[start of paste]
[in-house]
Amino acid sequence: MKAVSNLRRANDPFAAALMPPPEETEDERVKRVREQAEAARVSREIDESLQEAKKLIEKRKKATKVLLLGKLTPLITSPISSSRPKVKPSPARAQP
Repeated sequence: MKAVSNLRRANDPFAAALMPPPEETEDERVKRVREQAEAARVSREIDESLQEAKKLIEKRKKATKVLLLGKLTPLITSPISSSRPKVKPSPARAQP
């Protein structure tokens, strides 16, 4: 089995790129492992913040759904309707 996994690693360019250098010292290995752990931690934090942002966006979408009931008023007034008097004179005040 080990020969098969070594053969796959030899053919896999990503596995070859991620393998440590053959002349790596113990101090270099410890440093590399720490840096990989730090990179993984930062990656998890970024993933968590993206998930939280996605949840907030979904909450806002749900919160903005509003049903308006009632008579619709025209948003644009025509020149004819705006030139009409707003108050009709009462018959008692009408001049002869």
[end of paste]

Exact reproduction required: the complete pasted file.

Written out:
[in-house]
Amino acid sequence: MKAVSNLRRANDPFAAALMPPPEETEDERVKRVREQAEAARVSREIDESLQEAKKLIEKRKKATKVLLLGKLTPLITSPISSSRPKVKPSPARAQP
Repeated sequence: MKAVSNLRRANDPFAAALMPPPEETEDERVKRVREQAEAARVSREIDESLQEAKKLIEKRKKATKVLLLGKLTPLITSPISSSRPKVKPSPARAQP
């Protein structure tokens, strides 16, 4: 089995790129492992913040759904309707 996994690693360019250098010292290995752990931690934090942002966006979408009931008023007034008097004179005040 080990020969098969070594053969796959030899053919896999990503596995070859991620393998440590053959002349790596113990101090270099410890440093590399720490840096990989730090990179993984930062990656998890970024993933968590993206998930939280996605949840907030979904909450806002749900919160903005509003049903308006009632008579619709025209948003644009025509020149004819705006030139009409707003108050009709009462018959008692009408001049002869």